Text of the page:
Everything Good That Happens To You Is Bad

A farmer had only one horse. One day, his horse ran away.

All the neighbors came by saying, “I’m so sorry. This is such bad news. You must be so upset.” The man just said, “We’ll see.”

A few days later, his horse came back with twenty wild horses. The man and his son corraled all 21 horses.

All the neighbors came by saying, “Congratulations! This is such good news. You must be so happy!” The man just said, “We’ll see.”

One of the wild horses kicked the man’s only son, breaking both his legs.

All the neighbors came by saying, “I’m so sorry. This is such bad news. You must be so upset.” The man just said, “We’ll see.”

The country went to war, and every able-bodied young man was drafted to fight. The war was terrible and killed every young man, but the farmer’s son was spared, since his broken legs prevented him from being drafted.

All the neighbors came by saying, “Congratulations! This is such good news. You must be so happy!” The man just said, “We’ll see.”

The above proverb comes in many forms, all showing how the first interpretation of events that happen to you is usually the emotional one. There is good in bad and bad in good, and both can be acted upon in a way to give balance. Otherwise life will toss you around like a doll as you hurry to categorize every event as “good” or “bad.”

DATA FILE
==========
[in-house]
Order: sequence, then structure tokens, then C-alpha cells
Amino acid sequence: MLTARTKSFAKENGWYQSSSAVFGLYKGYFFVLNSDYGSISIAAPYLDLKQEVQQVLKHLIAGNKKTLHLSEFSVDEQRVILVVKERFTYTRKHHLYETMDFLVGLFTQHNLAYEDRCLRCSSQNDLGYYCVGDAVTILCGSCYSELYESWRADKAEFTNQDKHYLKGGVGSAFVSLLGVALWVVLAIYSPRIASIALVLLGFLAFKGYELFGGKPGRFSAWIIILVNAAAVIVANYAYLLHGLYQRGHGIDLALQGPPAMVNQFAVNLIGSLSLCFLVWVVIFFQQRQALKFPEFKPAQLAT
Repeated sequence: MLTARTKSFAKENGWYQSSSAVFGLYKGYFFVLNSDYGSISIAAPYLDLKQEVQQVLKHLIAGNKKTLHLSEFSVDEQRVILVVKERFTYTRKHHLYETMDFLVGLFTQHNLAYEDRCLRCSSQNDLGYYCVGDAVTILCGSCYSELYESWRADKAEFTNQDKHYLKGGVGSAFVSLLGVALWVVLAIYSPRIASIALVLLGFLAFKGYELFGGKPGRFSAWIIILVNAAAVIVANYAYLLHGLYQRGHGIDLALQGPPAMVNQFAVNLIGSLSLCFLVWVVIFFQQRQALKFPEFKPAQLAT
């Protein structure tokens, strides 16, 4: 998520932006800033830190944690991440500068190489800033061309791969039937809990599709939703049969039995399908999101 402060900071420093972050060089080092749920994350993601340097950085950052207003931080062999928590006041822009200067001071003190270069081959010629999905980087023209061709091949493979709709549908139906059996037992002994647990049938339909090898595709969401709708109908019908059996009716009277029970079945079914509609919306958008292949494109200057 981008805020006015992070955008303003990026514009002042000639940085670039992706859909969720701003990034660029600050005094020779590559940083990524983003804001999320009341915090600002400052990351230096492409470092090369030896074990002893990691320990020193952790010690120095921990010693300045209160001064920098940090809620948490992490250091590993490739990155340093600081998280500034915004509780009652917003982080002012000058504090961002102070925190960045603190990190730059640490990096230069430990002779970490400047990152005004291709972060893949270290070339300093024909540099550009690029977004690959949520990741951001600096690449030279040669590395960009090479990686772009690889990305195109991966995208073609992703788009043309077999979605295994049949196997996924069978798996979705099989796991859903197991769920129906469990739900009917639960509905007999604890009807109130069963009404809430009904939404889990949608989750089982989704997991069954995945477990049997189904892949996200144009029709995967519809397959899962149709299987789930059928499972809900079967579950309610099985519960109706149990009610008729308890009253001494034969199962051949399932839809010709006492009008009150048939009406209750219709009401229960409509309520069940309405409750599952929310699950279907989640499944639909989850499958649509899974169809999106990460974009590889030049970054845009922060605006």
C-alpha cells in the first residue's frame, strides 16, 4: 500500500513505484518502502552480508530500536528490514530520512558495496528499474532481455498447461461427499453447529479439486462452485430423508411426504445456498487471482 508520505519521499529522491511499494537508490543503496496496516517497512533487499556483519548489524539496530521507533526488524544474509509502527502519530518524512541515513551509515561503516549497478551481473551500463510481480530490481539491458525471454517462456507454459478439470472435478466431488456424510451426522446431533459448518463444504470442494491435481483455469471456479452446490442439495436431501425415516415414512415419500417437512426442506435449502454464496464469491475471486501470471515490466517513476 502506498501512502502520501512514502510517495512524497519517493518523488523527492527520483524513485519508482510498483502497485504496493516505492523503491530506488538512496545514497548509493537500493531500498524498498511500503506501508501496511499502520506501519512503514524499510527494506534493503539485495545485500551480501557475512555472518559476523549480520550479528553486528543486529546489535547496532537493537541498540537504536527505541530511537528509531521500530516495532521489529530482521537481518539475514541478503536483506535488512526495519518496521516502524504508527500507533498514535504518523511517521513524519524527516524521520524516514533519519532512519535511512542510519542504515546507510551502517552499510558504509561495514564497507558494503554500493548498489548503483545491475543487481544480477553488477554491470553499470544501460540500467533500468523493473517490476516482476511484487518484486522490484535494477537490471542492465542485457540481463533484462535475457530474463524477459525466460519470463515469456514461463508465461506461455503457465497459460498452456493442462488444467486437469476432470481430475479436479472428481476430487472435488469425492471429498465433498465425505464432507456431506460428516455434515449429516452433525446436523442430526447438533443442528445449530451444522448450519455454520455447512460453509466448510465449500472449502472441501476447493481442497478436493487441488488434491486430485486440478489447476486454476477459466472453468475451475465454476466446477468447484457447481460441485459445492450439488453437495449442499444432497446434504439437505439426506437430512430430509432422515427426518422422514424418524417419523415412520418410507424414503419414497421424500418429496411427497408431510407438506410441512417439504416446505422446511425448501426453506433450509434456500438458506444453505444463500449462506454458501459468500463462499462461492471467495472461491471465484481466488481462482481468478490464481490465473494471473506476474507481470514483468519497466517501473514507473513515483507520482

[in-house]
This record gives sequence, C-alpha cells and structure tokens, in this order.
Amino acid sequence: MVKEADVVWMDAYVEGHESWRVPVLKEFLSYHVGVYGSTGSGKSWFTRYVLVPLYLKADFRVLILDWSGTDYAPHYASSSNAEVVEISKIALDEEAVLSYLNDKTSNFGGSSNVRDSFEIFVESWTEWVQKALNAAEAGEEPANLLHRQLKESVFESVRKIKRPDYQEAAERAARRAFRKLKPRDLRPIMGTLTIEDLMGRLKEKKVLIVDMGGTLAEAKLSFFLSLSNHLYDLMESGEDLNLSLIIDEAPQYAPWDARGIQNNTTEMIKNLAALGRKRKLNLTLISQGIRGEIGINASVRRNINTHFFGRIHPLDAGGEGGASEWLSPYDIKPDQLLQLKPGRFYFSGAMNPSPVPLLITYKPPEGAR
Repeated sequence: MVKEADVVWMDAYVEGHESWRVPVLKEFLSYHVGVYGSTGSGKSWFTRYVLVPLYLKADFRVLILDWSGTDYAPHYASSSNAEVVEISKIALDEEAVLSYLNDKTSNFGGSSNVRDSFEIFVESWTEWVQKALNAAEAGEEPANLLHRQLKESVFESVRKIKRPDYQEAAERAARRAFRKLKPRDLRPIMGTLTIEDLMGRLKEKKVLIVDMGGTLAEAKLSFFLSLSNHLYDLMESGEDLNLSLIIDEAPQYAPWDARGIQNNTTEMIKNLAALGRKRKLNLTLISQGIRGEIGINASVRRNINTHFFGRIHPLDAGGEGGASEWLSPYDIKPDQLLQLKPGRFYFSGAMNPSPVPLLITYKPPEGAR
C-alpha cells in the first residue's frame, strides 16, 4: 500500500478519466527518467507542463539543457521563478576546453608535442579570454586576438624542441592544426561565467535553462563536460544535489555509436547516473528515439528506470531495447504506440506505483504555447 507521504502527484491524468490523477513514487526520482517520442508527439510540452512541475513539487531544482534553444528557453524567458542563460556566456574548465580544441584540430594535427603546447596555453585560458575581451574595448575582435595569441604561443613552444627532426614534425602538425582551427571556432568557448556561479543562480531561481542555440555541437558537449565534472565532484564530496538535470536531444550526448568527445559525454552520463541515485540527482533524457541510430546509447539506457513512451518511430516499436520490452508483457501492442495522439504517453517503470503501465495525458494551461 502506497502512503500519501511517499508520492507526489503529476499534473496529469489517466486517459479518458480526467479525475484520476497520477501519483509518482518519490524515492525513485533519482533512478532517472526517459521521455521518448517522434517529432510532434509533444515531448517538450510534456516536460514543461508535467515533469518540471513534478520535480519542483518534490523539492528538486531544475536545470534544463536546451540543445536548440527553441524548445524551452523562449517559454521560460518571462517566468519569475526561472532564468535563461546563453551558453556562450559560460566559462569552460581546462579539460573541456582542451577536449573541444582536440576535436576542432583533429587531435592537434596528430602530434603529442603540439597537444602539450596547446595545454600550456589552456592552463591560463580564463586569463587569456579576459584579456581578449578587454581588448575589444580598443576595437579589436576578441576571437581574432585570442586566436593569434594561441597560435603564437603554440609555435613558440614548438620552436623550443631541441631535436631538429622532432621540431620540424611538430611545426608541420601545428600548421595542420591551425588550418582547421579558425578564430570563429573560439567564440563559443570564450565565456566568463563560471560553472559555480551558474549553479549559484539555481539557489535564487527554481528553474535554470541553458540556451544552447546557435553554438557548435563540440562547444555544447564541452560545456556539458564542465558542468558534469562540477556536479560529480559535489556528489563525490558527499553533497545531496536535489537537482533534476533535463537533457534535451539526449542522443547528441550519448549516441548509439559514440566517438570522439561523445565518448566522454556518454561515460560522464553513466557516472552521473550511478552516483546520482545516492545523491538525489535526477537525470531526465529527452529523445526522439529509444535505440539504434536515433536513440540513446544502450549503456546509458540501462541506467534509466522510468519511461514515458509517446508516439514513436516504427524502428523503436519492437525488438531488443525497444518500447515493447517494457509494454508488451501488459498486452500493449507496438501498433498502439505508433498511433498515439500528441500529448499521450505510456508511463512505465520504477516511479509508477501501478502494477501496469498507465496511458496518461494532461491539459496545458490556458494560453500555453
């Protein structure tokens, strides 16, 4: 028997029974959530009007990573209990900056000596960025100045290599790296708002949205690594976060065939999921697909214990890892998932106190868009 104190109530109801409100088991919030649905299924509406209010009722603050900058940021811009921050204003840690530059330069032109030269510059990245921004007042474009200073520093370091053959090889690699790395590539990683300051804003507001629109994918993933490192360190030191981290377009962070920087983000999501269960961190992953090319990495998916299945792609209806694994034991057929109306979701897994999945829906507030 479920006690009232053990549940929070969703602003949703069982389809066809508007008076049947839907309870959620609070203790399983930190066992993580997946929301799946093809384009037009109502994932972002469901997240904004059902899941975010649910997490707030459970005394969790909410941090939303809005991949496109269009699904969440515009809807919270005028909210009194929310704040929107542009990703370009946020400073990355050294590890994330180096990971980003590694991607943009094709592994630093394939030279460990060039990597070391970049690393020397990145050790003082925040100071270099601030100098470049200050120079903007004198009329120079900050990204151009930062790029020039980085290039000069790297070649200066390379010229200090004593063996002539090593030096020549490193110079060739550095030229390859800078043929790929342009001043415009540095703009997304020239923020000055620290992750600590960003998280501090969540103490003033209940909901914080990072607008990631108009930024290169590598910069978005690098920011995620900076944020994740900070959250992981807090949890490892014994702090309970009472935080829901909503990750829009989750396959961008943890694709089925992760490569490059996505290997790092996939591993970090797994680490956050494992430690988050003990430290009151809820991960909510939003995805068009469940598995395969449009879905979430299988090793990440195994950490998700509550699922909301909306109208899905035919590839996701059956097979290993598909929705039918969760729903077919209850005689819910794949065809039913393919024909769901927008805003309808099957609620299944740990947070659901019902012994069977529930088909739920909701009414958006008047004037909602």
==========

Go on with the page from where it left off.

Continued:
The ancient Greeks believed that once you prepared for battle with the best troops and arms you could muster, the actual result would be based on fortune. If they lost many battles in a row, they’d actually use that as a reason to fight again, for fortune would surely not deal so many continuous defeats. While they did take superstition a bit far when cancelling an attack due to a solar eclipse or a strong storm, I believe their approach to life’s randomness was the correct one. They hoped for victory; they planned and trained for it, but the moment the first arrow flew, they understood that little more could be done.

Today, we try to eliminate the effects of fortune. We over-plan, over-estimate, and over-expect in the belief that it will guarantee a result. Then what happens when fortune plays its hand out of our favor? We fall like a house of cards…

  • “Why is this happening to me?”
  • “I didn’t do anything to deserve this.”
  • “It’s too hard.”
  • “I give up!”
  • “Life isn’t fair.” (Sent from my iPhone)

If things didn’t go your way then it is “bad” and if things went fine then it is “good.” Modern humans, with all their superior technology and knowledge, have conditioned themselves to behave like laboratory rats, hitting a lever in the hopes of receiving a drop of morphine instead of an electric shock. Every day they hit the lever expecting a positive result, but when they don’t get that result they believe that life dealt them and only them a bad hand, no matter how many billions of people have a far lesser station.

Instead of being slaves to the result, we should let the god of probability determine our fate after preparing the best we could. While some emotion helps you stay invested in your goals, events are neither good or bad. When you act to the best of your ability, over the course of a lifetime, you’ll steadily be driven towards your desired result. The goal is not to be a master of your environment, but to be a master of how you let your mind interpret your environment.

Read Next: One Piece Of Advice

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